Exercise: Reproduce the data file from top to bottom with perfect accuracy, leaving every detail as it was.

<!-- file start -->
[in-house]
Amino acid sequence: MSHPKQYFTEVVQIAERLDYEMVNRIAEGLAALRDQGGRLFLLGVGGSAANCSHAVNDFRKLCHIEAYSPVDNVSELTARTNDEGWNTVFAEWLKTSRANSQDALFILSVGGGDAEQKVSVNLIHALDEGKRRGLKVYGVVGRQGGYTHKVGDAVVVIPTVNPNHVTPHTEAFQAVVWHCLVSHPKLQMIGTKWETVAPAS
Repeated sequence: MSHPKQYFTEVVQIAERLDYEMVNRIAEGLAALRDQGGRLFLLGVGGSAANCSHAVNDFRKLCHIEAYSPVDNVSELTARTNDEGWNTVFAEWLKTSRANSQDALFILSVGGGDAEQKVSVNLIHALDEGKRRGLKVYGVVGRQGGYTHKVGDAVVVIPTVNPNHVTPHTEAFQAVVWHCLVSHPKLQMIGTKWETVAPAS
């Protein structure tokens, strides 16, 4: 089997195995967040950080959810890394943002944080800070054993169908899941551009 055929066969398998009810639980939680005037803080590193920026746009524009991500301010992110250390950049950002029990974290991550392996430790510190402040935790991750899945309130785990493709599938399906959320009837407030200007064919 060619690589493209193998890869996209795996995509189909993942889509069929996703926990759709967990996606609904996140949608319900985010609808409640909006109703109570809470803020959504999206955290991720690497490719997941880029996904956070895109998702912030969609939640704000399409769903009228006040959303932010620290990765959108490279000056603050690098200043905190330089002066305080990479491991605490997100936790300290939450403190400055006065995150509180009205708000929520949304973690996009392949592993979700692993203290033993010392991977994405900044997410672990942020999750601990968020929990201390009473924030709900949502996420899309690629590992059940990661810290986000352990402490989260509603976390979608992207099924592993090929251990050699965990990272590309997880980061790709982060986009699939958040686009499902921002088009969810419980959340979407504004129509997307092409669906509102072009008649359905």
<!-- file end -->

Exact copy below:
[in-house]
Amino acid sequence: MSHPKQYFTEVVQIAERLDYEMVNRIAEGLAALRDQGGRLFLLGVGGSAANCSHAVNDFRKLCHIEAYSPVDNVSELTARTNDEGWNTVFAEWLKTSRANSQDALFILSVGGGDAEQKVSVNLIHALDEGKRRGLKVYGVVGRQGGYTHKVGDAVVVIPTVNPNHVTPHTEAFQAVVWHCLVSHPKLQMIGTKWETVAPAS
Repeated sequence: MSHPKQYFTEVVQIAERLDYEMVNRIAEGLAALRDQGGRLFLLGVGGSAANCSHAVNDFRKLCHIEAYSPVDNVSELTARTNDEGWNTVFAEWLKTSRANSQDALFILSVGGGDAEQKVSVNLIHALDEGKRRGLKVYGVVGRQGGYTHKVGDAVVVIPTVNPNHVTPHTEAFQAVVWHCLVSHPKLQMIGTKWETVAPAS
């Protein structure tokens, strides 16, 4: 089997195995967040950080959810890394943002944080800070054993169908899941551009 055929066969398998009810639980939680005037803080590193920026746009524009991500301010992110250390950049950002029990974290991550392996430790510190402040935790991750899945309130785990493709599938399906959320009837407030200007064919 060619690589493209193998890869996209795996995509189909993942889509069929996703926990759709967990996606609904996140949608319900985010609808409640909006109703109570809470803020959504999206955290991720690497490719997941880029996904956070895109998702912030969609939640704000399409769903009228006040959303932010620290990765959108490279000056603050690098200043905190330089002066305080990479491991605490997100936790300290939450403190400055006065995150509180009205708000929520949304973690996009392949592993979700692993203290033993010392991977994405900044997410672990942020999750601990968020929990201390009473924030709900949502996420899309690629590992059940990661810290986000352990402490989260509603976390979608992207099924592993090929251990050699965990990272590309997880980061790709982060986009699939958040686009499902921002088009969810419980959340979407504004129509997307092409669906509102072009008649359905």